It’s All in the Motive
Question: How can you tell whether you are helping or harming someone before an act is committed?
Sri Gurudev: If you think about it well, you will always know. You know the purpose behind what you’re doing. Remember the definition of a perfect act is: An action done to bring at least some benefit to somebody and no harm to anybody. When I say no harm to anybody, I include the person who performs the act. You should harm neither yourself nor the other person. So no harm anywhere, but at least a little benefit to somebody. The ultimate result should be harmless. Sometimes in between it may appear to be a little harmful. For instance, a doctor operates on an abscess and brings a little pain to the patient. It looks like a harmful act at first. But the motive is for the benefit of the patient. So know the ultimate outcome. It’s all in the motive. You should be clear about your motive. Your conscience will tell you that.
Be Actively Peaceful
Question: Is there any way to become socially active (protesting nuclear power, war, etc.) and be yogic about it?
Sri Gurudev: Only when you remain tranquil, only when you are a good yogi with a well-balanced mind will you be a super social person. Otherwise the so-called social activity will not really bring much result. On the other hand it might add more to the existing chaos. What you call social activity is what we call Karma Yoga. A yogi should always do everything possible for the benefit of humanity. If you are a good yogi, and if you want to show your disapproval over certain things, you will show it in a passive way. You can be actively peaceful. You will never begin a peace march and end up with a fight! Many of these resistances ultimately end up with violence because some people don’t have the stability. They don’t have the confidence, the total faith in a higher power.
India got complete freedom from a very powerful regime with total passive resistance. Mahatma Gandhi paved the way for that. He didn’t believe in arms. If India had resorted to arms, it would never have attained freedom because you can’t fight with a much more powerful people. But with your soul power, you can fight even the so-called super powers who rely on the physical power. A yogi believes in that soul power. He would not even raise his arm to carry arms or to fight. Even when you raise your arm and punch another man’s face you have used an arm, is it not so? Real passive resistance means having total faith in that super power which is God, or the soul power which is your Atman (true Self). Trusting in that you remain peaceful.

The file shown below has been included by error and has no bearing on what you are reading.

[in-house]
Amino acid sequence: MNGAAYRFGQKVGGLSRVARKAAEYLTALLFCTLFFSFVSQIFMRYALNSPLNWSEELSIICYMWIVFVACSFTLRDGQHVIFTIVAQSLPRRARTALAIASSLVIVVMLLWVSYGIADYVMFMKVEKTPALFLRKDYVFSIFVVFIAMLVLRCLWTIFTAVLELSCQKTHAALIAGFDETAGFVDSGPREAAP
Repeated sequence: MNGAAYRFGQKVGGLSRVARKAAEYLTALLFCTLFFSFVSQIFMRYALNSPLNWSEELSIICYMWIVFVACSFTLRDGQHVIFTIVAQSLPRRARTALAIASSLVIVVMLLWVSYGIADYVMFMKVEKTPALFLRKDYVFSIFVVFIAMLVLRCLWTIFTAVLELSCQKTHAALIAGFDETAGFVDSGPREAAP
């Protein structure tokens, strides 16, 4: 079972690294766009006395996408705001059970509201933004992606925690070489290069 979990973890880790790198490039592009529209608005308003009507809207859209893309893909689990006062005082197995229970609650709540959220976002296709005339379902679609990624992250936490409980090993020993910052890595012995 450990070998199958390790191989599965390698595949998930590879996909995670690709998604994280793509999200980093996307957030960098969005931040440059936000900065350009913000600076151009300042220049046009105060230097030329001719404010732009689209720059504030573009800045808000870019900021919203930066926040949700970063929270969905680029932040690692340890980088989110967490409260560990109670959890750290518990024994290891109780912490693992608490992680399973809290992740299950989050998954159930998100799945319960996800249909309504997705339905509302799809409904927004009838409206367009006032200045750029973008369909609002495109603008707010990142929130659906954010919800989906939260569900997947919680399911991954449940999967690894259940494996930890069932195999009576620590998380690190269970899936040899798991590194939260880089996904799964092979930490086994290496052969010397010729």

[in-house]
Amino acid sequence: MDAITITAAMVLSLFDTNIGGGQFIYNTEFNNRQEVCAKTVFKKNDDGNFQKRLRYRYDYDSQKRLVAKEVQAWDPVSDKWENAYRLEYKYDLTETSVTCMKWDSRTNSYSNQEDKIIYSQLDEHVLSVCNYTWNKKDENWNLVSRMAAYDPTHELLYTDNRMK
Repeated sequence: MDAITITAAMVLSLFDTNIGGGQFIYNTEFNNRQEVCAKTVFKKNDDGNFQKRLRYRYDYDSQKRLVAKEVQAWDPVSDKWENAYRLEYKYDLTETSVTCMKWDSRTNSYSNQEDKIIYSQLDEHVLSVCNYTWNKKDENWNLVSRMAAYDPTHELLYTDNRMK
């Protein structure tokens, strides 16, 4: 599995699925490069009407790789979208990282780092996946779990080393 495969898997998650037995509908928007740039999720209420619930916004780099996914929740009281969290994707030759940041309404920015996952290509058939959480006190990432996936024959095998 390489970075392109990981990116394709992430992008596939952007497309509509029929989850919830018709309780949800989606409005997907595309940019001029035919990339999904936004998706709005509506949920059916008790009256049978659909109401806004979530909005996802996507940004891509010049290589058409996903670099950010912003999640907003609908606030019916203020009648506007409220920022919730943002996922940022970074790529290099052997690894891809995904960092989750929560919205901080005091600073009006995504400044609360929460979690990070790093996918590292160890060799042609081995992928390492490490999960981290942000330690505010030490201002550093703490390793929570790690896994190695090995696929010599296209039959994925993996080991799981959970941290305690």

In fact, in India when the policemen came to assault the non-violent people who were exhibiting their disapproval they used their small clubs. Every time they would hit a volunteer, the volunteer would bow down and say “Ram.” Certainly he felt the pain, but if it was more pain he would cry more to Ram. If there was a little time in between the beatings he would look up and say, “All right, you are doing your job; do it well. You are paid for it. You are an agent. I have no grudge against you. Do it. I believe in God.” There are monuments to such great heroes in India now. That is what you call trust in your power. If instead, the minute they come and even shout at you, you shout back “You pig!” what is it you are trusting there? You forgot the God within you. You resorted to your own physical approach. That’s why many protests fail because we don’t totally believe in that higher force. We seem to begin with that but very soon we forget it. If you are a yogi, until the very last minute you will trust that.
Our Real Nature
Question: Why has man gotten so far from God?
Sri Gurudev: He’s not far away from God. God is right there. In fact the man himself is God. It’s not that he’s gone anywhere; he has simply forgotten. He forgot his true nature, mistook himself for the temporary form and said, “I am a man.”
What makes you a man? Suppose a doctor injects you with hormones, performs an operation, and you walk out of the hospital as a woman. There were just a few changes made; now you’re a woman. What made you a man? Just a physical body, you will think you’re a man, a woman. That is wrong thinking. You are really God. It’s this wrong identification which is the basic sin – forgetting one’s own true nature. It is that ignorance which puts us in darkness.
Imagine a king goes out hunting with all his richly dressed court. After a time of strenuous riding, he stops, lies down under a tree and goes to sleep. In a few minutes he begins to dream, and in that dream he is a beggar. This beggar goes from door to door for a little food. He’s so hungry and cold, but no one will feed him. One tough fellow comes out of his house and says, “You are a physically fit man. Why can’t you go to work? You lazy bum!” And he gives the beggar a number of heavy kicks. As the beggar cries out from the pain, he wakes up and – as the king – opens his eyes and sees his retinue politely waiting for him to wake up. “Your Excellency, Your Highness! Is there anything we can do?”He simply laughs at the dream and jumps up to join the hunt once again.
In a way, we are all sleeping. In sleep we forget the truth. We dream we are this, we are that. It’s a long sleep and a long dream. Somebody should come and give us a nice kick to wake us up. Otherwise we will just go door to door begging. That sudden shock or kick should come in the form of enlightenment. When you get that kick, you realize God, your Self. The scriptures say, “God made man in His own image.” And the scriptures say that God is omnipresent. If God is omnipresent, is He not present in you? So you are God. Everything is God. Even to say that God is “in you” is not correct. He is you. So the only mistake is that we have forgotten that, we are dreaming. We have to wake up.
(from the IYTA Newsletter, May 2010)